Saturday, December 02, 2006

The Human-Computer Interface

Librarians have long understood that "artificial intelligence" is more often an illusion born of the interface between human intelligence and computer technology. Many legal researchers have a faith in the results of computer-assisted searches that borders on assuming it has true artificial intelligence. It seems to be a natural human assumption; I feel it myself. If I have searched repeatedly online, and found nothing, I feel convinced there is nothing there. But it is a false sense of confidence. For instance, I tell my students that whether they use "terms and connectors" searches or "natural language" searches, their results will always depend on their personal success envisioning the document of their dreams. They must use the terms that will be in the actual text in a "terms and connectors" search. They must succinctly state the issue and select appropriate synonyms from the thesaurus in a natural language search.

Last Sunday, there was a wonderful article in the local paper proposing the term "intelligence augmentation" for the use of humans to augment computers by providing the tasks that people do better than machines. Link
here to the Boston Globe's article, "Souls of a New Machine." Examples given in the article are Wikipedia and the new "game" where people go online to donate labels to Google Image Labeler by competing against each other to name more images in a few seconds' time. In both cases, humans are adding to information databases in a way available only when computer networks provide the "architecture of participation." The Globe article is based on a blog entry, see the original here at Tim O'Reilly's Radar blog from March, 2006:

... the old dreams of artificial intelligence were being replaced by this new model, in which we are creating more intelligent systems by using humans as components of the application. Tom neatly summed up the paradigm shift: "AI becomes IA." ("Artificial Intelligence becomes Intelligence Augmentation.")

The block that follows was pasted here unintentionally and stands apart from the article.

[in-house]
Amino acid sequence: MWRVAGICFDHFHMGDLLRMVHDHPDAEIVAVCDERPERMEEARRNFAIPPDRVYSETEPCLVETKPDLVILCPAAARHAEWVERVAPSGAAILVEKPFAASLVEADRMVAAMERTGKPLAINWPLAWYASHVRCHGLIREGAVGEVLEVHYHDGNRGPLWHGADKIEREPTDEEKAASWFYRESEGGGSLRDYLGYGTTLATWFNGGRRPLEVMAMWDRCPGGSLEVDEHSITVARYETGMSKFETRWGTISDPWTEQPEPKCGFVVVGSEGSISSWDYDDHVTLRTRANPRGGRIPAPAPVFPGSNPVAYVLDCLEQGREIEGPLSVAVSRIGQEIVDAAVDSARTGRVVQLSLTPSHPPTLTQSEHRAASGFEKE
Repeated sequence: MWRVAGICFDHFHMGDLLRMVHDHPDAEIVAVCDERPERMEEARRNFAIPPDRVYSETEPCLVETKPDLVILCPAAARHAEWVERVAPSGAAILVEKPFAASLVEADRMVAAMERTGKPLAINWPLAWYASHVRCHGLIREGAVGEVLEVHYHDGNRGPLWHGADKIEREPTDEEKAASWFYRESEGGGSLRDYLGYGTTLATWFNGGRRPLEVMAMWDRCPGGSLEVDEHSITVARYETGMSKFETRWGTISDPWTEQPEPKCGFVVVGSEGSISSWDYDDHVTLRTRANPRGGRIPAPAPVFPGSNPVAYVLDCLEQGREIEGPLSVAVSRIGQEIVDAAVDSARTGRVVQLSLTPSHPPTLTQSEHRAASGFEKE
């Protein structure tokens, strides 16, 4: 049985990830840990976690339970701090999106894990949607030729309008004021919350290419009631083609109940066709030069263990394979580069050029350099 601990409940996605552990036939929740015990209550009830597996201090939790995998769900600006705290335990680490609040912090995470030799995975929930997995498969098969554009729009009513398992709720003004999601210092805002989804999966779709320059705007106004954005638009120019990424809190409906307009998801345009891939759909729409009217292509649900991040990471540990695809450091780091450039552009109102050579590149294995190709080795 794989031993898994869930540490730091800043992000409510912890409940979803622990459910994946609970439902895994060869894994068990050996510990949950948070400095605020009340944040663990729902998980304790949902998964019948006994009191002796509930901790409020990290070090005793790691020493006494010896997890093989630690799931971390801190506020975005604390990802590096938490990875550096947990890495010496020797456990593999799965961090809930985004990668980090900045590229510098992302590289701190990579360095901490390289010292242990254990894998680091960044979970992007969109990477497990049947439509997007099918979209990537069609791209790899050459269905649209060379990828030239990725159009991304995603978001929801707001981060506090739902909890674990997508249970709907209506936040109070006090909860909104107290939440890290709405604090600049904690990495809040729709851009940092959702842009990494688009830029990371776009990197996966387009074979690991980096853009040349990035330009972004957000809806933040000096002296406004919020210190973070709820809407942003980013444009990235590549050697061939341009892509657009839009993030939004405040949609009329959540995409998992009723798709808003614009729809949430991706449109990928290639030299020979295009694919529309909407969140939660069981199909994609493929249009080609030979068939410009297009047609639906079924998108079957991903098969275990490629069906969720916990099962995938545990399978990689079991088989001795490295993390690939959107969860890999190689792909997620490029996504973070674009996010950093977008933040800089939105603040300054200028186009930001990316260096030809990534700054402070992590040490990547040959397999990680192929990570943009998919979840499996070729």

This is the power of memes: they are framing concepts that help you to see the world in a new way. Now that I understand that we're building a next generation of bionic systems, I'm seeing them everywhere.

The weakness in this "bionic" partnership can often come from the human side of the equation. We are all aware of the edit wars and vandal scandals of Wikipedia. Now, there is a new aspect of those issues on the Chinese version of Wikipedia: Self-Censorship. C-net
carries a story comparing the English version and Chinese version of Wikipedia through their treatment of Mao Zedong. Despite edit-fights in the Chinese version, a carefully self-censored version prevailed, omitting any mention of the famine caused by Mao's Great Leap Forward and the brutal repressions of the Cultural Revolution.

The power of the Chinese government's censorship and control of education extends itself through the information offered by those controlled minds on the Chinese Wikipedia. Once again, the "intelligence augmentation" effectiveness founders on the fallibility of human intelligence. We do so many things easily that are nearly impossible for computers. This partnership, this form of bionics will certainly be continuing in the future through a multitude of projects. But we need to test and re-test the results, to avoid falling victim to our human foibles.

Image is from the Boston Globe

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